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Monday, September 13, 2010

Plea to help young Maori and secure our economic future- Article and Response

Original article here.

This very PC article shows the strange reasoning of the leftist NZ perspective, as the creator of the article in question assumes the burden of fixing the economic issues of  Maori and Pacific Islanders lies solely in the hands of current tax-payer. But one of the interesting points, bolded below, is their high birth rates contrasted with European NZ. What the author failed to take into account was that indeed, the high birth rates aligned with Maori and P. Islander is mostly to their own and the country's own economic detriment. When you have more kids than you can afford and you have no qualms about taking welfare payments for it, you're sticking yourself in a financial hole, and you're draining the state's tax coffers, additionally.

The idea portrayed in this article is to throw money and education to the current Maori and Pacific Islanders, and hope they're good to our aging white NZ population in our later years.

What I see is that a push for more educated and financially stable couples to have more kids is more preferably, easier and realistic, and an encouragement of those less stables to not have as many kids, as ultimately, throwing money at a problem that can be at least mostly placed at the feet of culture (not valuing education highly, but valuing big families) is no fix at all.

However, I do agree a more educated Maori and Pacific Islander (and NZ in general) population would be to our benefit, as it would potentially lower unemployment, reduce crime, push us into a more knowledge-based niche of the global market, and lower their birth rates to comparable levels to white NZ, as more educated people tend to have less kids and focus on a more urban lifestyle where cost of living is more important than having a family.

 New Zealand as a whole is around its population carrying-capacity at around 5-5.5 million, and considering our Clean Green image and agricultural/horticultural/virticultural based economy, we should aim to try and keep as much land as possible for those purposes, as this brings in the money, and not focus on some kind of big NZ policy, through birth rates or immigration, which would eat up the land resources without the benefit of an independent revenue source.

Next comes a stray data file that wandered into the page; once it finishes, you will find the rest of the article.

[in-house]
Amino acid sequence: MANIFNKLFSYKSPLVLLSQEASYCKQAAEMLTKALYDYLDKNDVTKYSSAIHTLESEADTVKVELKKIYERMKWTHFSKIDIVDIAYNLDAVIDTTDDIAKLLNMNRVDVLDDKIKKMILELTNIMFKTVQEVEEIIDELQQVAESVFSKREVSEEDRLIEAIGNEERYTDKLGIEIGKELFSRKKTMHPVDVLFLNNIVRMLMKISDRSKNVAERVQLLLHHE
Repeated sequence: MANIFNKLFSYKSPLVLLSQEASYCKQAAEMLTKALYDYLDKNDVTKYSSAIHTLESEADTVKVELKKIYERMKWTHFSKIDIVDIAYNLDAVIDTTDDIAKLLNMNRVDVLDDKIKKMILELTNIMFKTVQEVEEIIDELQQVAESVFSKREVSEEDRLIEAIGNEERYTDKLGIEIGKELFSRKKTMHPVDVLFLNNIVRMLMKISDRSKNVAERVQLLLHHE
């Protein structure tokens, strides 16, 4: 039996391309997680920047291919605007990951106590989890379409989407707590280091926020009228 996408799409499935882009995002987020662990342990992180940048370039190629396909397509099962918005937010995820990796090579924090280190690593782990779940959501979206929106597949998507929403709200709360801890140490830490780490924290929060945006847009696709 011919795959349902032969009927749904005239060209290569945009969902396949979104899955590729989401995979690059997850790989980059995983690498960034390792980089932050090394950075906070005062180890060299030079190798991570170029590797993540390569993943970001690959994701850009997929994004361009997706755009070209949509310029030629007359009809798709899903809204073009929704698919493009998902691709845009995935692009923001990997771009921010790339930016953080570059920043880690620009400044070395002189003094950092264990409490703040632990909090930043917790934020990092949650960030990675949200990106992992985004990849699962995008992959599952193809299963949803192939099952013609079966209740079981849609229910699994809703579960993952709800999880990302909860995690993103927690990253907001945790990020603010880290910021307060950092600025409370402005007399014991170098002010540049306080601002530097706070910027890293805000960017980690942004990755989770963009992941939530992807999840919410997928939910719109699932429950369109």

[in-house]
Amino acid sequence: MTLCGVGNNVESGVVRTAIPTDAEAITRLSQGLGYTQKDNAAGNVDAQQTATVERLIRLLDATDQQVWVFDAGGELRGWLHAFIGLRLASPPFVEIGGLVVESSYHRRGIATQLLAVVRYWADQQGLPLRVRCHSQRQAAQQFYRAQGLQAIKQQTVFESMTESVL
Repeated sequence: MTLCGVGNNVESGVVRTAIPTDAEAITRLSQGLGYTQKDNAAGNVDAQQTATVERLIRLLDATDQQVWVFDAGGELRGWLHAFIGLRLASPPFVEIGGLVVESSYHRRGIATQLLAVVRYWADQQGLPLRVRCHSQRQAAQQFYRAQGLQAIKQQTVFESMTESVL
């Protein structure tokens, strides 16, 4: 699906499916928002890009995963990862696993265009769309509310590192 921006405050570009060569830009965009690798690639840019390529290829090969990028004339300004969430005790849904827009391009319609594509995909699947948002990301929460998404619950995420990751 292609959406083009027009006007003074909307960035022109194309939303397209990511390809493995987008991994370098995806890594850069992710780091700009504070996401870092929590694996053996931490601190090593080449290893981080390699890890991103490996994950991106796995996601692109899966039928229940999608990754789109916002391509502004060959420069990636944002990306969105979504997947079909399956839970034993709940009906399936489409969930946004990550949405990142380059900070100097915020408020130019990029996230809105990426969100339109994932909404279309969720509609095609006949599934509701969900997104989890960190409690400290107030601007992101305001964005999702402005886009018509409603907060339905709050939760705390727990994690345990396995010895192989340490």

But this is the problem: Is the long-term benefits of an overhauled education system worth the short-term costs (in the eyes of the public), and do we have a culture that will make the most out of this kind of push for education?

Plea to help young Maori and secure our economic future
By Simon Collins
5:30 AM Monday Sep 13, 2010

Former Children's Commissioner Cindy Kiro has made an impassioned plea to invest more in Maori children - for the sake of New Zealand's economy.

She told a conference on welfare reform that Maori were "the canary in the coalmine", losing their jobs and being thrown on to welfare benefits before others when the economy was hit by recession.

The Maori unemployment rate leapt from 10.1 per cent in March 2008 to 16.4 per cent this June, while the national average unemployment rose from 3.9 per cent to 6.8 per cent.

The total of working-aged Maori on benefits rose 5.4 percentage points, from 23 per cent to 28.4 per cent, while the number of working-age non-Maori beneficiaries rose from 7.7 per cent to 9.3 per cent.

Dr Kiro, now an associate professor at Massey University's School of Public Health, said these differences were driven by a wider increase in inequality in New Zealand since the late 1980s.

"Maori and Pacific families and individuals are among the most deprived and this is part of the macroeconomic environment that we need to address," she said.

Income inequality grew steeply when unemployment last peaked in the late 1980s and early 90s.

Social Development Ministry figures showed it peaked in 2001, came down slightly with rising employment and Working for Families tax credits up to 2007, then worsened again with the recession.

Incomes were now as unequal again as they were in 1998, and among the most unequal in the developed world, although still slightly more equal than in 2001.

Professor Kiro said the ageing non-Maori population, combined with relatively high Maori and Pacific birth rates, meant the future NZ economy would depend on today's Maori and Pacific children.

"Quite apart from the moral imperative, we have an undeniable self-interest in making sure they grow up well-educated and well-adjusted. They must, to look after us oldies when it comes time.

"The scientific evidence about the importance of the early years in terms of good life outcomes, including productivity, is now overwhelming."

If Maori children were growing up in families on welfare, then welfare payments had to be high enough to support good lives in decent housing.

"Secondly, we have to think about what kinds of investment we are going to make so that they are growing up strong," Professor Kiro said.


Per cent of 18 to 64-year-olds on benefits, June 2010:

Domestic purposes
Non-Maori - 2.8
Maori - 13.0

Non-Maori - 1.8
Maori - 5.9

Non-Maori - 2.9
Maori - 5.2

Non-Maori - 1.8
Maori - 4.3

Non-Maori - 9.3
Maori - 28.4
By Simon Collins

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